WarrenBoynton Blog

Planning for the Expense of Having a Baby


Having a baby involves a lot of financial planning. Here are some of the financial undertakings you can expect to tackle during pregnancy, the moment you become parents, and the years after.

Understand your health insurance and anticipate costs

Having a baby is expensive, even when you have health insurance. However, you should be able to forecast your expected costs fairly early on in your pregnancy. Ensure you choose an obstetrics doctor, pediatrician, and hospital within your insurance network for all your prenatal and postnatal care.

Plan for maternity/paternity leave

Make sure you understand your company’s policies and the state’s laws to get an accurate picture of how your maternity leave will affect your bottom line.

Keep your pre-baby spending under control

You’ll have a long shopping list for your baby, so set a limit on both necessary and optional buys. Look for the most rewarding baby registry options in your area. Purchase items when they are on sale even if you may not use them right away.  If a family member or close friend is having a baby shower in your honor, direct everyone to your registry, which can include diapers and wipes.

Post-baby budgeting

Once the baby arrives there will be items you need to buy that you may not have thought you’d need. On the other hand, there will be items that you don’t need. Make sure you keep your receipts so you can make exchanges. Plan for the additional costs of having a baby such as diapers, food, and childcare.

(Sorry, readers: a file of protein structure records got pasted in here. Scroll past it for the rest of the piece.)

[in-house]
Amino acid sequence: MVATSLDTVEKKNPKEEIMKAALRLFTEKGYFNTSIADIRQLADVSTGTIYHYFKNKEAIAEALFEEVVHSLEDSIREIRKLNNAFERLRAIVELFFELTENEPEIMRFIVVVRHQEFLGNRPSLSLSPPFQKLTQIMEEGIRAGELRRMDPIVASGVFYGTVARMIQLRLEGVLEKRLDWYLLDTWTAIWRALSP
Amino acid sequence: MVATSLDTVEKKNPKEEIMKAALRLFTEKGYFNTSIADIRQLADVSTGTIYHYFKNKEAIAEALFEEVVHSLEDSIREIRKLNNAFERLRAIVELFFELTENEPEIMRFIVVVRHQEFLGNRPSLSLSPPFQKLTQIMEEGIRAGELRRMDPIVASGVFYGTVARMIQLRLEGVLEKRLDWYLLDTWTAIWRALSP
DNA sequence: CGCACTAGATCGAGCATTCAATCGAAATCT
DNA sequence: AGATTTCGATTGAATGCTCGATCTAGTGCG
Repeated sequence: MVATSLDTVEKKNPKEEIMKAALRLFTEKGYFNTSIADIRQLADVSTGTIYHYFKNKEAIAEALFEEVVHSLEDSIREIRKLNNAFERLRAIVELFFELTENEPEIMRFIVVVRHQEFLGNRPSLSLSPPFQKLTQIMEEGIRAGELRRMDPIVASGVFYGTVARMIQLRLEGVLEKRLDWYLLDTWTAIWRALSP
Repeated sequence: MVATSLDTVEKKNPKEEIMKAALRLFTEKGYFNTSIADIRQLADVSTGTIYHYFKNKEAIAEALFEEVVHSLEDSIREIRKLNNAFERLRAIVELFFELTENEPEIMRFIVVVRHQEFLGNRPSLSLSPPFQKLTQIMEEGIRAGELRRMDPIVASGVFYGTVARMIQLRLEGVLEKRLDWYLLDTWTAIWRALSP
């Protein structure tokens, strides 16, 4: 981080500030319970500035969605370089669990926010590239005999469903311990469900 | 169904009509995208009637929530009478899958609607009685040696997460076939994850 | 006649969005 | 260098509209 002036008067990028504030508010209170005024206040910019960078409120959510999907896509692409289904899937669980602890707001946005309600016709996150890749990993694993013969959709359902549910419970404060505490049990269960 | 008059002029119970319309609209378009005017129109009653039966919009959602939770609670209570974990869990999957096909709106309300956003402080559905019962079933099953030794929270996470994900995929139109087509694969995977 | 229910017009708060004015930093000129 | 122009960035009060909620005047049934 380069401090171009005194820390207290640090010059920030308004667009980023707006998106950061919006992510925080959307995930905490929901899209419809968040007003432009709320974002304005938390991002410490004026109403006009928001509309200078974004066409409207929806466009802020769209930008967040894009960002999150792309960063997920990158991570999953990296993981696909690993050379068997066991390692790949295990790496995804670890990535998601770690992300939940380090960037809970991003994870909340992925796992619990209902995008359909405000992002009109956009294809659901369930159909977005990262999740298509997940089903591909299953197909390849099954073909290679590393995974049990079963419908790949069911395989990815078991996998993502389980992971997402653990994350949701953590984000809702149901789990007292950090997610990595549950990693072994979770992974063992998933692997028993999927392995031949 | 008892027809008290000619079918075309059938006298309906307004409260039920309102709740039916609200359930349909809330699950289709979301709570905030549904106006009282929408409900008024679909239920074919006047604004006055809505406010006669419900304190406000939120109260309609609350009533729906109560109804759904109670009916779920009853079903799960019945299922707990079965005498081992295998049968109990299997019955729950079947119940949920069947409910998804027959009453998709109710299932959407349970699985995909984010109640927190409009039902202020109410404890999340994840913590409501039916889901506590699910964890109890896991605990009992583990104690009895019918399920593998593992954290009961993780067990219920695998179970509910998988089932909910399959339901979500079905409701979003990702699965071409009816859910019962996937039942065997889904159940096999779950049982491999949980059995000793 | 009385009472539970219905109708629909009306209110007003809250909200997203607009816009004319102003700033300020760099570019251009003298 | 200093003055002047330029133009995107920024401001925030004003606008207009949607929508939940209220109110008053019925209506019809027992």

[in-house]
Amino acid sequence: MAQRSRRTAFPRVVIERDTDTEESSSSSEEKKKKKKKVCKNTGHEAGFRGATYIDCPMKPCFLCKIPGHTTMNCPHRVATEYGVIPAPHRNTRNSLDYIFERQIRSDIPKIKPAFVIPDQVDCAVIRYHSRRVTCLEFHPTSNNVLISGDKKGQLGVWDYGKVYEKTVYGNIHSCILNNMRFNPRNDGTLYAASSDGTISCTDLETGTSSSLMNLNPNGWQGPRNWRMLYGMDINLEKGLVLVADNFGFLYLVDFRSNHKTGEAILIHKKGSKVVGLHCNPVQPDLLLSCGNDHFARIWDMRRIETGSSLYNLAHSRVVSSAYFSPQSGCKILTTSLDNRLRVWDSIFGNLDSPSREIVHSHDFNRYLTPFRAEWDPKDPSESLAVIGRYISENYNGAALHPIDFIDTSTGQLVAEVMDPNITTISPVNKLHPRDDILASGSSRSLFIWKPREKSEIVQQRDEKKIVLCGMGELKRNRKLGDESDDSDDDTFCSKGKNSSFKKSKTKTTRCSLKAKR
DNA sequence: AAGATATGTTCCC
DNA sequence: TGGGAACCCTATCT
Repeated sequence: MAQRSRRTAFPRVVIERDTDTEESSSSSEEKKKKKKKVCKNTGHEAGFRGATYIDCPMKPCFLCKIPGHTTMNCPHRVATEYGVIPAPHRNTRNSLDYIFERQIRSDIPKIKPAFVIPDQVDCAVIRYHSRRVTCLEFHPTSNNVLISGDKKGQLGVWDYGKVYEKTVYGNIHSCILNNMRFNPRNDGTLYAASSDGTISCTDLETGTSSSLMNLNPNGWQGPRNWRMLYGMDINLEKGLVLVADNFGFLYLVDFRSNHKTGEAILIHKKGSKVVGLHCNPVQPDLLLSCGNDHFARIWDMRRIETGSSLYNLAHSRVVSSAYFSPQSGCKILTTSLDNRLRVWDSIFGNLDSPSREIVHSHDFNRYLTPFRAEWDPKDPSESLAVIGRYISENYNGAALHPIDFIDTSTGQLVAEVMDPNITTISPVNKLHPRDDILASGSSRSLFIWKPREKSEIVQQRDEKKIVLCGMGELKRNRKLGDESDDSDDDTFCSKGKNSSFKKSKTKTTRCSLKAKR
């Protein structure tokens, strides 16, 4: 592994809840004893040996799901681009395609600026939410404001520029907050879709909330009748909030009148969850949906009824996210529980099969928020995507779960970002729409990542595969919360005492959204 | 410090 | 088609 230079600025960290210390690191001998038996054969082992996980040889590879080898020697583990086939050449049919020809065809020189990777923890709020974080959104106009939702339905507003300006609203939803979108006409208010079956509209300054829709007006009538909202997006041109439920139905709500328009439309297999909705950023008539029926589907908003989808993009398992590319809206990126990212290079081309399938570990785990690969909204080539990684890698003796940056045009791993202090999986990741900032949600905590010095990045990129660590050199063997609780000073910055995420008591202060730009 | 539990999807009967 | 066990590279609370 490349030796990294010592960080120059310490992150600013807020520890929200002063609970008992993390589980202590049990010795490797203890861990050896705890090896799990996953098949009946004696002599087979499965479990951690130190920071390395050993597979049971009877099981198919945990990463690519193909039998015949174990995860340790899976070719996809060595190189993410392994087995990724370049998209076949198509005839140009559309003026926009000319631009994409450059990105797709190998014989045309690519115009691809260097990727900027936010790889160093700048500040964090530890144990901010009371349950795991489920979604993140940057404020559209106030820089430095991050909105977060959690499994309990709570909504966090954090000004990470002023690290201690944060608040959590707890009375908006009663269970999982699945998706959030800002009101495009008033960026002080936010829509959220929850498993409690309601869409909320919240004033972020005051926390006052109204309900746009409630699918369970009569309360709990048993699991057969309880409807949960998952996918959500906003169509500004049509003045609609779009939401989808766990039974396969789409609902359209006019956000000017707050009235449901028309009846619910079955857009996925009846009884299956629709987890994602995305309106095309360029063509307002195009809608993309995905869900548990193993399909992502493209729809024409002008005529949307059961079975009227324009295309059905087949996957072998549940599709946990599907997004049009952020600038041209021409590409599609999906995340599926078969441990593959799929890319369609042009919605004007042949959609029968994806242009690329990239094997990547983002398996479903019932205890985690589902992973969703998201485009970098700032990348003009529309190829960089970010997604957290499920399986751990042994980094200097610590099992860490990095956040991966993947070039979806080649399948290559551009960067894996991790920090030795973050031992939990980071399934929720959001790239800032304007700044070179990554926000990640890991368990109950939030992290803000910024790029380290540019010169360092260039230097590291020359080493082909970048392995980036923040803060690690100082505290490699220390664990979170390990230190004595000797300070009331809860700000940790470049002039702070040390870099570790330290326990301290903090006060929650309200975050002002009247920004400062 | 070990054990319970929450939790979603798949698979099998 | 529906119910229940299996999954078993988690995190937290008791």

Top up the emergency fund now

Having at least three-to six-months of living expenses in the bank is a comfortable place to be when you have children as there’s no telling what unexpected costs may occur.

Birth certificate and social security card

While at the hospital the staff may provide you with the necessary paperwork and some hospitals even go ahead and file it for you. Often you’ll be asked a bunch of questions only hours after you’ve delivered so have the essentials written down, such as your partner’s date of birth and the spelling of the baby’s name, because if you’re on your own at that time and exhaustion kicks in you’ll be thankful for the back up.

Add your baby to your health insurance

Hand this task over to your partner, but make sure they do it sooner rather than later.

Keep funding your retirement

When a baby arrives it’s easy to forget your long-term financial goals, but don’t lose sight of the end goal and stay on top of your retirement plans.

College fund

College is costly now so imagine what it’s going to be like once your baby is old enough to attend. You can make it more manageable by starting to save now. Ask your financial planner about college savings accounts.

Our best advice is to prioritize your spending and make sure you have plenty of savings in the bank for a rainy day. Plan for your future now so that you can relax and enjoy your baby.